• Take the fabric from the front of the armhole and transfer it to the front darts using the tip of the dart as the hinge point
  • Full bust adjustment of 1cm
  • Shortened the shoulder seam (already drawn on in the picture above)
  • Shortened the darts by 3 cm because they’re right on my apex in muslin 1.


If you’re wondering about the ribbon, it’s to mark my waist. I managed to go out half the day still wearing that ribbon under my dress the other day… Oops!

Muslin 2 fitted a lot better at the top, the armholes (I just had this spell-checked to ‘assholes’ :-/) had less gaping and sat on my shoulder point. There was some bagginess between the bust and waist, so I tried cutting the fabric above the breasts and pulling it down, but this made it even worse, so I sent off some more photos to Lynda. She suggested that I put the length back into the darts and then pull down the fabric again and see if it worked better. So for muslin 2.2 I changed these:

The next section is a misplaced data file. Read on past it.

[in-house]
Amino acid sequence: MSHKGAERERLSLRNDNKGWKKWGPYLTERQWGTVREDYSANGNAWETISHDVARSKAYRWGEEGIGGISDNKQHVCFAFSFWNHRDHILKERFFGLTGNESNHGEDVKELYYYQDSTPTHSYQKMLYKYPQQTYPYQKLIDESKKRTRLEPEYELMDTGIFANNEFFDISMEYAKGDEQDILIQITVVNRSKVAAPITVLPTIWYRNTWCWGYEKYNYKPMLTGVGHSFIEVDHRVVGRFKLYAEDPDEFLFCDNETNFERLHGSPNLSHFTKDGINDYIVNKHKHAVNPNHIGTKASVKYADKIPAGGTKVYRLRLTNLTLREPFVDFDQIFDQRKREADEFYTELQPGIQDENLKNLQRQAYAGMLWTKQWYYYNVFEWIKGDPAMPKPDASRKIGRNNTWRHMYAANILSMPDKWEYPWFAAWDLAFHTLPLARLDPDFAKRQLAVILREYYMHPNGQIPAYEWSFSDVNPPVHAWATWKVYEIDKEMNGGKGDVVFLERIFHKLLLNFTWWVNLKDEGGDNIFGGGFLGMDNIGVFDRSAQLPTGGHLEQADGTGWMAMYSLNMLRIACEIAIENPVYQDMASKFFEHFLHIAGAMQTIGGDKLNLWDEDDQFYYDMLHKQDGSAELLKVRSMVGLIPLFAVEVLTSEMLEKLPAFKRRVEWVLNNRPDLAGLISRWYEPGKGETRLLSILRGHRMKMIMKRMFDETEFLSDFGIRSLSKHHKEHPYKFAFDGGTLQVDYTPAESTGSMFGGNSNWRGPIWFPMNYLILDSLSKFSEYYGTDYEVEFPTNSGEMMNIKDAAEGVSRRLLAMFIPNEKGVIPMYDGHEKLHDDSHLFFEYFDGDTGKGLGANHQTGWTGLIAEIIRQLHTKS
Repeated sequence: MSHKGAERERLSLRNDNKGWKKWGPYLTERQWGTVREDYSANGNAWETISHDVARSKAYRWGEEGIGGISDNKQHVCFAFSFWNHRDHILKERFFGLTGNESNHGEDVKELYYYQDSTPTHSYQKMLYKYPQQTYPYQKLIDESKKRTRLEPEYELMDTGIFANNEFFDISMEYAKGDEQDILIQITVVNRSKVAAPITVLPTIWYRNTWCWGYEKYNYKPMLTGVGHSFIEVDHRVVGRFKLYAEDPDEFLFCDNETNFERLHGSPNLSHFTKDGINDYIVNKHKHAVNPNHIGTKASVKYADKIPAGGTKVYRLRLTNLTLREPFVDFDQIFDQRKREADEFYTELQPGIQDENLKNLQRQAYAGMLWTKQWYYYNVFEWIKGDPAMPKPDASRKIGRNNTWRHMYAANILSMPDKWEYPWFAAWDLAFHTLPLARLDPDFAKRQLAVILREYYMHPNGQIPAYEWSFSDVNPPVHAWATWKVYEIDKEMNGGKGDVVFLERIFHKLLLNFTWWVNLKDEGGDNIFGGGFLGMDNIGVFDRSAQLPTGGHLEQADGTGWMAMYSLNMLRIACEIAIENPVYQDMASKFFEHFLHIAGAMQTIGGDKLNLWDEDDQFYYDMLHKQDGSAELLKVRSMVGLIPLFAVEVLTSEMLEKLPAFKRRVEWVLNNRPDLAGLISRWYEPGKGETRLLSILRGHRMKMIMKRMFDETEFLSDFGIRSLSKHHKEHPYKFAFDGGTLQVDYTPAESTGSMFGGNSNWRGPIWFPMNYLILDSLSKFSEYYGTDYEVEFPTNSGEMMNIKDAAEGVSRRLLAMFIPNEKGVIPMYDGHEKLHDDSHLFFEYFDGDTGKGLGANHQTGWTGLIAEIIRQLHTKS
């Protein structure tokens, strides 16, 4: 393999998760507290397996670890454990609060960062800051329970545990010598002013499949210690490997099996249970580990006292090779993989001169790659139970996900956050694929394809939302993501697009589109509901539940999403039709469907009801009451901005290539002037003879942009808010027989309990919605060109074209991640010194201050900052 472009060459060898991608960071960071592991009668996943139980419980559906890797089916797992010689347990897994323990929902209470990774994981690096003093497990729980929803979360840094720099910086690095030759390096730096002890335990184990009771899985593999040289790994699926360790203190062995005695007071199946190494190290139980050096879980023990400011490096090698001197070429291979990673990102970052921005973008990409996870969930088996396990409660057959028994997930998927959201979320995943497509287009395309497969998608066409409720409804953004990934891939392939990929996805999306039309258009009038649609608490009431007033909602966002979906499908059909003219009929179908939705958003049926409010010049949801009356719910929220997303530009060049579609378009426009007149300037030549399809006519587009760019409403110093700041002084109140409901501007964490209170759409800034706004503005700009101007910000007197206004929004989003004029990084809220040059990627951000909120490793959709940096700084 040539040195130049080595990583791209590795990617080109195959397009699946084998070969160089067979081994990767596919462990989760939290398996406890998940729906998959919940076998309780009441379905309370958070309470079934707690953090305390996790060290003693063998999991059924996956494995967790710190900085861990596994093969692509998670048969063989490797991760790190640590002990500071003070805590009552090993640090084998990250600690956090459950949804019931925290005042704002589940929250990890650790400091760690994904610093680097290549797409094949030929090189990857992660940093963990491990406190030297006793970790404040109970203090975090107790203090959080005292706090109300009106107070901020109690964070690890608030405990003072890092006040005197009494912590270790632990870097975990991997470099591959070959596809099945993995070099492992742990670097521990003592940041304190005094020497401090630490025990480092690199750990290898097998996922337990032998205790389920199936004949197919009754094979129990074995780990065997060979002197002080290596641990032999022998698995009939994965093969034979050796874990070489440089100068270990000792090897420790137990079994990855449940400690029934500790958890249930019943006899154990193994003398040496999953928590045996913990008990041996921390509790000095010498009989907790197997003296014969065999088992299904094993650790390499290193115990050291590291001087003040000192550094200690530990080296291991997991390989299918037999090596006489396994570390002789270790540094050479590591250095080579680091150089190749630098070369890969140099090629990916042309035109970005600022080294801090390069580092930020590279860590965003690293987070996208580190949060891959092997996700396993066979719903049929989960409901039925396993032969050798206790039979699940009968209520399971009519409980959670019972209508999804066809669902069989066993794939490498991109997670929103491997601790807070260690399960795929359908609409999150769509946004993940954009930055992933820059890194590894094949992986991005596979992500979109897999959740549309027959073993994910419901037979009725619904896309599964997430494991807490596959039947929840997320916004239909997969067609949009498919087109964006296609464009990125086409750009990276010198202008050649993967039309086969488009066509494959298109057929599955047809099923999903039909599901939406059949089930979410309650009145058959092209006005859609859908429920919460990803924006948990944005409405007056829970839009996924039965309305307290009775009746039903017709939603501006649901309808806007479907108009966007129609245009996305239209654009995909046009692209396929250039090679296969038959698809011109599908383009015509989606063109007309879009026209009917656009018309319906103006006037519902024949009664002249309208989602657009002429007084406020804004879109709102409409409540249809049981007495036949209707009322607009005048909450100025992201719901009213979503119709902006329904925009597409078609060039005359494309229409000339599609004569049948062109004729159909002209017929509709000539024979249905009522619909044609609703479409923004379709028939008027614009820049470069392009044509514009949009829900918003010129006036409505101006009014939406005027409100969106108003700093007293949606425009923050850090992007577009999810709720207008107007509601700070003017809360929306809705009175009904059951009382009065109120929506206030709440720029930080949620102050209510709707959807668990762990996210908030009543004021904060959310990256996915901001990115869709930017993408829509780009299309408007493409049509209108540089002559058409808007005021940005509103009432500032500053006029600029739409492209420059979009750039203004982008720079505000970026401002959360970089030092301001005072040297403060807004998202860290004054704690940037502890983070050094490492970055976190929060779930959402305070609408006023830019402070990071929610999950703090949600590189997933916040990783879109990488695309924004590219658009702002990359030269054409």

• Added the 3cm back onto the darts
  • Inserted about 3cm of fabric above the gap

As always, Lynda was completely right, this looks miles better! I’m going to make these changes on the paper pattern and sew up a third muslin, which I’ll show you in a post very soon!

Have you made a bodice sloper? What issues did you have? Have you tried this method of cutting and manipulating the muslin before? It’s not something I knew about before, but it makes so much sense!

The Bodice Sloper Saga: Pattern Drafting

Bodice Drafting 2

The past couple of weeks I have been learning about fit and slopers. I’ve tried to draft a bodice sloper from a book before, but it was a complete disaster and didn’t remotely fit. This time, I was armed with a much more comprehensive set of measurements and instructions from Madalynne’s front and back bodice sloper tutorials.

Bodice Drafting 2